Barclay announces retirement from professional rugby
Former Calcutta Cup winning Scotland captain John Barclay has today announced his retirement from the sport following a 16-year career in professional rugby.
A Guinness PRO14 winner with Scarlets in 2017, the back-row hangs up his boots having featured for both Glasgow Warriors and Edinburgh Rugby during an illustrious club career that saw him make over 250 professional appearances.
Barclay called time on his international career in December 2019 – after winning 76 caps and playing at three Rugby World Cups [2007, 2011, 2019] – and now retires from the sport having left Edinburgh Rugby this past summer.
A classic openside who flourished at a young age, Barclay tasted early success when he captained Dollar Academy to victory in the Scottish Schools Cup Final in 2004.
The back-row joined Glasgow Warriors straight out of school in 2005, while he was invited to train with Scotland at just 17-years-old by then Head Coach Matt Williams, a clear indication of Barclay’s potential in the No. 7 jersey.
After a run of impressive performances for the Warriors, Barclay was named in Scotland’s squad for the 2007 Rugby World Cup in France where he made his international debut against New Zealand.
Having cemented himself in Scotland’s starting XV, Barclay found himself as one third of a lethal back-row – nicknamed ‘The Killer Bs’ – alongside Kelly Brown and Johnnie Beattie.
Barclay was named Man of the Match in Scotland’s 21-17 win over then-reigning World Champions South Africa in 2010, while international success translated back onto the club scene, with the back-row selected in the 2009-10 PRO12 Dream Team.
Barclay made his 150th appearance for the Warriors in April 2013 – and helped the club to a PRO12 Semi-Final – before announcing his decision to join Scarlets for the 2013-14 campaign.
The back-row soon became a fan favourite at Parc y Scarlets, showing commitment to the jersey and international calibre quality from the get-go.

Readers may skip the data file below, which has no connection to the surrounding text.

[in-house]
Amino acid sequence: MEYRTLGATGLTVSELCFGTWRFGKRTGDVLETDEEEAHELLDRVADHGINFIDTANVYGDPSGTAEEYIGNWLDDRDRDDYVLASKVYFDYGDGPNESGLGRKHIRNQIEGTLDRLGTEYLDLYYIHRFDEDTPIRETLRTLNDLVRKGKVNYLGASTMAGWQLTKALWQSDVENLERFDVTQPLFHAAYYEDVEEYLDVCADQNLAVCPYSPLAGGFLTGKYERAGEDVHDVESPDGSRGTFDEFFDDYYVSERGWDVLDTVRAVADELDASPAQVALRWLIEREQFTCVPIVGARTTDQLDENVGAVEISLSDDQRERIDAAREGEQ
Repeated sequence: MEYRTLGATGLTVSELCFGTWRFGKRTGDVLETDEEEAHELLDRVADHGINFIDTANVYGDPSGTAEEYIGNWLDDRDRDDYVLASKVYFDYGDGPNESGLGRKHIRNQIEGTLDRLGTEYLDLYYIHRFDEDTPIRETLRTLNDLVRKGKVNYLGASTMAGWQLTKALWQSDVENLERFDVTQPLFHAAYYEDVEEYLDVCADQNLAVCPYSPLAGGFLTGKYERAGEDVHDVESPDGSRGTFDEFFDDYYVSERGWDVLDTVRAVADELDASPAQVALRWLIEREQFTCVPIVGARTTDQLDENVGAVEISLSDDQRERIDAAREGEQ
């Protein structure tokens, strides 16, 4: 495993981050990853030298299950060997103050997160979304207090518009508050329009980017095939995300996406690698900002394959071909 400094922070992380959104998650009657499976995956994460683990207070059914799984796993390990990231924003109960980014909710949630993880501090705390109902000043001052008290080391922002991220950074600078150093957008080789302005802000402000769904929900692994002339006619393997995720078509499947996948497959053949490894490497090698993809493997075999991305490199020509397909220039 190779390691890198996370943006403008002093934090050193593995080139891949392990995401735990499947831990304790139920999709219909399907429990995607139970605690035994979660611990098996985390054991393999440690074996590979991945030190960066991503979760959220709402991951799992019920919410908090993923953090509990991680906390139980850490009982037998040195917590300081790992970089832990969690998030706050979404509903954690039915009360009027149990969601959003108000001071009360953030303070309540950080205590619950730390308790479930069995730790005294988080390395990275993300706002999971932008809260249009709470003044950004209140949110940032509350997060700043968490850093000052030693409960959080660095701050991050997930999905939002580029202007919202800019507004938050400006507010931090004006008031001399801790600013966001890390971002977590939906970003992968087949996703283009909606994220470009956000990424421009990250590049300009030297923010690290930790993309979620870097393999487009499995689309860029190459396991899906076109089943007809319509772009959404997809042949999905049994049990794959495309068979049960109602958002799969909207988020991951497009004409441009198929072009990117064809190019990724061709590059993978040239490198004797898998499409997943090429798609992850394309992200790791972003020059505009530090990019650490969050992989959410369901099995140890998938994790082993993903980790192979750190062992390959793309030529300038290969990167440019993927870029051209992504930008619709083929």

Following a number of mid-table PRO12 finishes, Barclay inspired Scarlets to third-place in 2016-17, qualifying for the play-offs.
After winning 15-27 at Leinster in the Semi-Final stages, the Welsh club proved too much for Munster in the Final, claiming a 22-46 victory to be crowned PRO12 Champions – a defining moment in Barclay’s career.
Now once again a force on the international stage, Barclay was named Scotland captain for the 2017 Six Nations – following Greig Laidlaw’s injury – and skippered his country to impressive home wins over Ireland, Wales and Italy.
However, in 2018 – and with a new Scotland Head Coach in Gregor Townsend – Barclay’s ability truly came to the fore as the back-row skippered Scotland to a famous 25-13 win over England at BT Murrayfield – their first Calcutta Cup victory since 2008.
Barclay announced his decision to return ‘home’ for the 2018/19 season, joining Edinburgh Rugby on a two-year deal.
Although the back-row missed the near entirety of the 2018-19 campaign after suffering an Achilles injury, Barclay returned to fitness for the capital club’s run to the Heineken Champions Cup knockout stages and started in the Quarter-Final defeat to Munster at BT Murrayfield.
Barclay was named in Scotland’s squad for the 2019 Rugby World Cup – his third World Cup appearance – where he started in two of Scotland’s group stage fixtures.
The back-row’s 76th and final Scotland appearance came in the 61-0 pool stage rout of Russia, with Barclay grabbing a try and captaining his country to cap off a stellar international career.
Barclay was back to his best in 2019/20, helping Edinburgh Rugby to the top of Guinness PRO14 Conference B, prior the season suspension due to COVID-19.
A true leader for both club and country, who provided the blueprint for the modern day openside, Barclay now calls time on a 16-year professional career that saw him reach the summit of the professional game.
Speaking to scottishrugby.org, John Barclay, said: “After much thought I’ve decided to call time on my career. When you know, you know and whilst COVID-19 has left a frustrating finish, the end isn’t about the fairytale. The whole story has been a fairytale.
“The opportunity to get to do the thing I loved as a job for 16 years has provided me with enough memories to last a lifetime.
“Whilst there are games that were particularly memorable, and undoubtedly I will miss the physical brutality of the game, what I’ll miss more than anything is the camaraderie and sense of fulfilment after a game, that comes from sharing a joint goal and purpose with friends. The memories off the pitch were as remarkable as the ones on it.
“To get capped was beyond my wildest dream as a child growing up. To be able to captain my country will be something I will be eternally proud of beyond anything else.
“To know I will never run out at BT Murrayfield does leave me with a tinge of sadness, but I was a supporter before I played for the team and I will be there as the team’s most fervent supporter.
“To the clubs I played for, I hope I left the clubs in better health than when I joined. And most importantly to my family, wife and three children for supporting me and allowing me to pursue my dream, I thank you. Without your support, none of this would have been possible.
“Thanks for the memories. There’s nothing else I would rather have done.”